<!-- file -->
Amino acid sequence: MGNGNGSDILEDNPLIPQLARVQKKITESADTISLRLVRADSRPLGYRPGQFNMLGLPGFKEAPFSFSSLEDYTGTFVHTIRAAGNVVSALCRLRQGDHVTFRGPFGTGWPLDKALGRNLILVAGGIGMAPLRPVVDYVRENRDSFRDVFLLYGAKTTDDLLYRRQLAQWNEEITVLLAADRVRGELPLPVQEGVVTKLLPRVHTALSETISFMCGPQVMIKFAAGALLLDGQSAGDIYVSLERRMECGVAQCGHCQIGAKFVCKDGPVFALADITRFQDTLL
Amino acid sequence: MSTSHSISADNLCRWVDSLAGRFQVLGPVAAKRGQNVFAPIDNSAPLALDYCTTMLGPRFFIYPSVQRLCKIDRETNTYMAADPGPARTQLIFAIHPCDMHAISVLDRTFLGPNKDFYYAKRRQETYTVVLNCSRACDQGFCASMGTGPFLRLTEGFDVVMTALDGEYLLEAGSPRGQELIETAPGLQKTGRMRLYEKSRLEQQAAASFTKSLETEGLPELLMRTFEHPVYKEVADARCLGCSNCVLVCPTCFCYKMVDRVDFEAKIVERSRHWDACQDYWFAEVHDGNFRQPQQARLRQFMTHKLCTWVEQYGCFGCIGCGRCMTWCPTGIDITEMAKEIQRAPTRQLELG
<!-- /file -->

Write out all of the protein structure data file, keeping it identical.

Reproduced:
Amino acid sequence: MGNGNGSDILEDNPLIPQLARVQKKITESADTISLRLVRADSRPLGYRPGQFNMLGLPGFKEAPFSFSSLEDYTGTFVHTIRAAGNVVSALCRLRQGDHVTFRGPFGTGWPLDKALGRNLILVAGGIGMAPLRPVVDYVRENRDSFRDVFLLYGAKTTDDLLYRRQLAQWNEEITVLLAADRVRGELPLPVQEGVVTKLLPRVHTALSETISFMCGPQVMIKFAAGALLLDGQSAGDIYVSLERRMECGVAQCGHCQIGAKFVCKDGPVFALADITRFQDTLL
Amino acid sequence: MSTSHSISADNLCRWVDSLAGRFQVLGPVAAKRGQNVFAPIDNSAPLALDYCTTMLGPRFFIYPSVQRLCKIDRETNTYMAADPGPARTQLIFAIHPCDMHAISVLDRTFLGPNKDFYYAKRRQETYTVVLNCSRACDQGFCASMGTGPFLRLTEGFDVVMTALDGEYLLEAGSPRGQELIETAPGLQKTGRMRLYEKSRLEQQAAASFTKSLETEGLPELLMRTFEHPVYKEVADARCLGCSNCVLVCPTCFCYKMVDRVDFEAKIVERSRHWDACQDYWFAEVHDGNFRQPQQARLRQFMTHKLCTWVEQYGCFGCIGCGRCMTWCPTGIDITEMAKEIQRAPTRQLELG